Windhoek — THE upgrading of Walvis Bay's airport is expected to be completed by the middle of next year, when it will be inaugurated as Namibia's second international airport - after Windhoek's Hosea Kutako International.
The upgrading is part of a project called the Rehabilitation and Upgrading of Airports and Air Traffic Control Systems.
It also includes the refurbishment of control towers at all Namibia's main airports, namely Hosea Kutako International, Eros, Walvis Bay and Luederitz airport.
The N$320 million runway project for Walvis Bay, which is sponsored by the Spanish government, is expected to be completed by March.
This project includes the extension of the existing runway, which is 2 134 m long and 30 m wide, to a total length of 3 440 metres and width of 60 metres to allow large cargo and passenger planes to land and take off from there, airport sources initially told The Namibian.
The single apron on the current runway will be replaced by wide-bodied aprons for large cargo and passenger craft to park on.
A media release by the Ministry of Works and Transport emphasises that the upgrading project will include air-traffic control technology and a modern lighting system.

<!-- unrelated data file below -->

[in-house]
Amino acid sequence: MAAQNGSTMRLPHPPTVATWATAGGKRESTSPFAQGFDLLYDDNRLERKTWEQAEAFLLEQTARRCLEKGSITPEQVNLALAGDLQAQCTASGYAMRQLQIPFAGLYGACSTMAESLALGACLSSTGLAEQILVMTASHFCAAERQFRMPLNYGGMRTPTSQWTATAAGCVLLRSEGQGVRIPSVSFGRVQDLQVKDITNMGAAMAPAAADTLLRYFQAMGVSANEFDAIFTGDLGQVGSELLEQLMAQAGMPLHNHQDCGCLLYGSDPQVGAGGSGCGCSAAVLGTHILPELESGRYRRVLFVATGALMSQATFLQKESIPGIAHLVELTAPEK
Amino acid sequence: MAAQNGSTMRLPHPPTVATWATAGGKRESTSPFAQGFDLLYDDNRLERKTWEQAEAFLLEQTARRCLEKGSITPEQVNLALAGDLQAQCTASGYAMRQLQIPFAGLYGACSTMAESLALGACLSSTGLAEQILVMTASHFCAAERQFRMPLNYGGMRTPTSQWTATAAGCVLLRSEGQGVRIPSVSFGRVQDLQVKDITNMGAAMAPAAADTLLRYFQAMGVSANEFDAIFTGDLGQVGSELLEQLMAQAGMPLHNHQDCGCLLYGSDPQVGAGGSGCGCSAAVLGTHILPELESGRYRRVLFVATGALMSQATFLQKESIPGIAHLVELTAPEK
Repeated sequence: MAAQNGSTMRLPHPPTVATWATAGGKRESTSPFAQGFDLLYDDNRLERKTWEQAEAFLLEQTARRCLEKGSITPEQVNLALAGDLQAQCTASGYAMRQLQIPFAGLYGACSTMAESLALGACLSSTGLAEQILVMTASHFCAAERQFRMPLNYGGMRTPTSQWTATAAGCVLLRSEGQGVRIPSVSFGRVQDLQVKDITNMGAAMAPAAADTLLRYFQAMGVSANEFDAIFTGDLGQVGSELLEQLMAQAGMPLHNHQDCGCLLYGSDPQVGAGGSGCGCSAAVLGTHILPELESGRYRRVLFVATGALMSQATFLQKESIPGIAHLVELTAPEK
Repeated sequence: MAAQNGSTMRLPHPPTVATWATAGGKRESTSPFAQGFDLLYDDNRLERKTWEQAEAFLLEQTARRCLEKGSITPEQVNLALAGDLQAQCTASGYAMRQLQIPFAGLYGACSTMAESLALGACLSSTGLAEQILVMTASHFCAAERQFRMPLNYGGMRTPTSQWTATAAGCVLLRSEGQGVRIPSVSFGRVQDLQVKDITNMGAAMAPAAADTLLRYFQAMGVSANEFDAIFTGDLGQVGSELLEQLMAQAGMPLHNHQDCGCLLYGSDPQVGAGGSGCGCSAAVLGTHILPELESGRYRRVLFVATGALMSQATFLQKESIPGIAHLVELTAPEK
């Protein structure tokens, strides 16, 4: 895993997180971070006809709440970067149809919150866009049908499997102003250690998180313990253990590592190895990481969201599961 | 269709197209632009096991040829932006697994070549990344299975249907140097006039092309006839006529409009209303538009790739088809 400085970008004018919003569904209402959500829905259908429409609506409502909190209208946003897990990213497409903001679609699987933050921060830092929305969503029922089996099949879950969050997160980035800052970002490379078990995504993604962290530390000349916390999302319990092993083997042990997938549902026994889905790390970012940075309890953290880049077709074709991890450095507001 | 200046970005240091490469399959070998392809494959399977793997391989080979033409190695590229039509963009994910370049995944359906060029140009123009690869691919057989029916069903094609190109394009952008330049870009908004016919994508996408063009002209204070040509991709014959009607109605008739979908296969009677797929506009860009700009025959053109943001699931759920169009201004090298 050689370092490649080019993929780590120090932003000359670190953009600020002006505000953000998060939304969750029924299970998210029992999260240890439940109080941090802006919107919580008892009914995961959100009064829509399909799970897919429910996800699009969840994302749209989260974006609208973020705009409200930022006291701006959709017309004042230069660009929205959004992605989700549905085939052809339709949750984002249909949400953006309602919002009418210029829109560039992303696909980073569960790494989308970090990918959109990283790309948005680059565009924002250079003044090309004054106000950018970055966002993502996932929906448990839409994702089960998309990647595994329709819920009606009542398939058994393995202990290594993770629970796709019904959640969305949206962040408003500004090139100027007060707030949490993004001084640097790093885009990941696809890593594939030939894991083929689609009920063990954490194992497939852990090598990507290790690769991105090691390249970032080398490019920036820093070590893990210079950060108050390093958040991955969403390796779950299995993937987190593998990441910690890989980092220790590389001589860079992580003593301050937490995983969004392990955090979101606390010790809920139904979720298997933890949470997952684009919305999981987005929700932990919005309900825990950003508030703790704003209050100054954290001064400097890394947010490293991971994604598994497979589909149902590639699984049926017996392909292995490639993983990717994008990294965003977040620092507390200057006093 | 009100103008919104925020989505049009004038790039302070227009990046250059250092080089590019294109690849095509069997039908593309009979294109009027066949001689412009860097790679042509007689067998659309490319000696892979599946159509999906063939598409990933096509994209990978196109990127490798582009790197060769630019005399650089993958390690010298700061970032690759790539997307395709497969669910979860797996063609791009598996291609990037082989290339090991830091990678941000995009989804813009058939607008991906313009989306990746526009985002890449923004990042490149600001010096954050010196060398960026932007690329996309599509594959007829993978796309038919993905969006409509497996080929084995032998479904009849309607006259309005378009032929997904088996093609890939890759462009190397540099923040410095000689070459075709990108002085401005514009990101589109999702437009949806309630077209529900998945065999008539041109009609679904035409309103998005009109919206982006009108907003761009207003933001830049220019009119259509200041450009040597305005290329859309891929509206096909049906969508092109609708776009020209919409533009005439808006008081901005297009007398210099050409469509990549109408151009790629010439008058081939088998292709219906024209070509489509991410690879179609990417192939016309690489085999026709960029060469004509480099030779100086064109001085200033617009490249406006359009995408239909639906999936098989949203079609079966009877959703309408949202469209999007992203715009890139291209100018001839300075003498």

Provision will also be made for rescue vehicles, which have already been provided.
A new access road and the airport's perimeter fence are nearly completed, while the top layers of the runways are being worked on.
According to the release, an added advantage of the airport would be that it is at sea level and would therefore require less fuel for take-off at maximum payload.
Timing off One of the challenges though is that while the upgrade is expected to be completed by mid-2008, construction work to enlarge the existing terminal still has to start.
The latter project is expected to take up to two years and therefore there may be a one- to two-year overlap where the new runway will be used by large planes, but the terminal will struggle to handle the higher numbers of passengers.
The current terminal can hardly accommodate 200 passengers at a time, according to airport sources.
The new one would have to handle up to 400 at a time.
The terminal project will run separate from the runway upgrade.
It is expected that the new terminal will be three times the size of the current one.
Work on this is only expected to start next year and could take up to two years.